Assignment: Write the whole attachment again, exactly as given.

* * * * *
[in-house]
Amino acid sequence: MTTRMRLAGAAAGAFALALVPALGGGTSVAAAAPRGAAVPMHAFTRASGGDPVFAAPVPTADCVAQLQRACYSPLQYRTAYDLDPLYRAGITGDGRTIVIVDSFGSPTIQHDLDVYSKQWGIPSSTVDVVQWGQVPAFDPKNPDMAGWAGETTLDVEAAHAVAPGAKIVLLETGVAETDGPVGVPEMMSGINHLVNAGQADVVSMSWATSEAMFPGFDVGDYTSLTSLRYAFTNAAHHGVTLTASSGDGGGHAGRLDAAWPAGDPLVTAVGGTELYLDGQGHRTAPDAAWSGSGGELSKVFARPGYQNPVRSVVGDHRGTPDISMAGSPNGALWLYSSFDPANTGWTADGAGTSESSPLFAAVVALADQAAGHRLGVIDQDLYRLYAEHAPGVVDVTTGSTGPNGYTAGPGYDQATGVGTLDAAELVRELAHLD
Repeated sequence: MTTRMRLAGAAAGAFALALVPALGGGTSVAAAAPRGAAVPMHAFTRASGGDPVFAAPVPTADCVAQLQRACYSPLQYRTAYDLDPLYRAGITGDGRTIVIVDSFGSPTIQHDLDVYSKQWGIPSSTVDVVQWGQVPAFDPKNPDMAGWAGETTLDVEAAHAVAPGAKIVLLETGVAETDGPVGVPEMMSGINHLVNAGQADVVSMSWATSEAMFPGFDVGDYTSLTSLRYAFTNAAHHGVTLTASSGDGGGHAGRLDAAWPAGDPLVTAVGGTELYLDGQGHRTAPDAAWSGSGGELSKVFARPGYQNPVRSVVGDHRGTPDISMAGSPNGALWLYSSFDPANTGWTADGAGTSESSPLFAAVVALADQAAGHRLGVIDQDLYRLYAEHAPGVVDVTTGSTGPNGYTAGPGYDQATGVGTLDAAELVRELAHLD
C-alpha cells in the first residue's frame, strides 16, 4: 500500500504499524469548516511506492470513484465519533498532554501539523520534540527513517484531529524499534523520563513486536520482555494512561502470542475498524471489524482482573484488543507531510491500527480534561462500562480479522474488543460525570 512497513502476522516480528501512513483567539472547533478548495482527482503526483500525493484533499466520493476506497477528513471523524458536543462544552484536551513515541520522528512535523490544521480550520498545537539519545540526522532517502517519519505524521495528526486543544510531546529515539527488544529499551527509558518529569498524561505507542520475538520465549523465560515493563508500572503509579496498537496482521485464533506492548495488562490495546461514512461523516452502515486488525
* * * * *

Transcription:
[in-house]
Amino acid sequence: MTTRMRLAGAAAGAFALALVPALGGGTSVAAAAPRGAAVPMHAFTRASGGDPVFAAPVPTADCVAQLQRACYSPLQYRTAYDLDPLYRAGITGDGRTIVIVDSFGSPTIQHDLDVYSKQWGIPSSTVDVVQWGQVPAFDPKNPDMAGWAGETTLDVEAAHAVAPGAKIVLLETGVAETDGPVGVPEMMSGINHLVNAGQADVVSMSWATSEAMFPGFDVGDYTSLTSLRYAFTNAAHHGVTLTASSGDGGGHAGRLDAAWPAGDPLVTAVGGTELYLDGQGHRTAPDAAWSGSGGELSKVFARPGYQNPVRSVVGDHRGTPDISMAGSPNGALWLYSSFDPANTGWTADGAGTSESSPLFAAVVALADQAAGHRLGVIDQDLYRLYAEHAPGVVDVTTGSTGPNGYTAGPGYDQATGVGTLDAAELVRELAHLD
Repeated sequence: MTTRMRLAGAAAGAFALALVPALGGGTSVAAAAPRGAAVPMHAFTRASGGDPVFAAPVPTADCVAQLQRACYSPLQYRTAYDLDPLYRAGITGDGRTIVIVDSFGSPTIQHDLDVYSKQWGIPSSTVDVVQWGQVPAFDPKNPDMAGWAGETTLDVEAAHAVAPGAKIVLLETGVAETDGPVGVPEMMSGINHLVNAGQADVVSMSWATSEAMFPGFDVGDYTSLTSLRYAFTNAAHHGVTLTASSGDGGGHAGRLDAAWPAGDPLVTAVGGTELYLDGQGHRTAPDAAWSGSGGELSKVFARPGYQNPVRSVVGDHRGTPDISMAGSPNGALWLYSSFDPANTGWTADGAGTSESSPLFAAVVALADQAAGHRLGVIDQDLYRLYAEHAPGVVDVTTGSTGPNGYTAGPGYDQATGVGTLDAAELVRELAHLD
C-alpha cells in the first residue's frame, strides 16, 4: 500500500504499524469548516511506492470513484465519533498532554501539523520534540527513517484531529524499534523520563513486536520482555494512561502470542475498524471489524482482573484488543507531510491500527480534561462500562480479522474488543460525570 512497513502476522516480528501512513483567539472547533478548495482527482503526483500525493484533499466520493476506497477528513471523524458536543462544552484536551513515541520522528512535523490544521480550520498545537539519545540526522532517502517519519505524521495528526486543544510531546529515539527488544529499551527509558518529569498524561505507542520475538520465549523465560515493563508500572503509579496498537496482521485464533506492548495488562490495546461514512461523516452502515486488525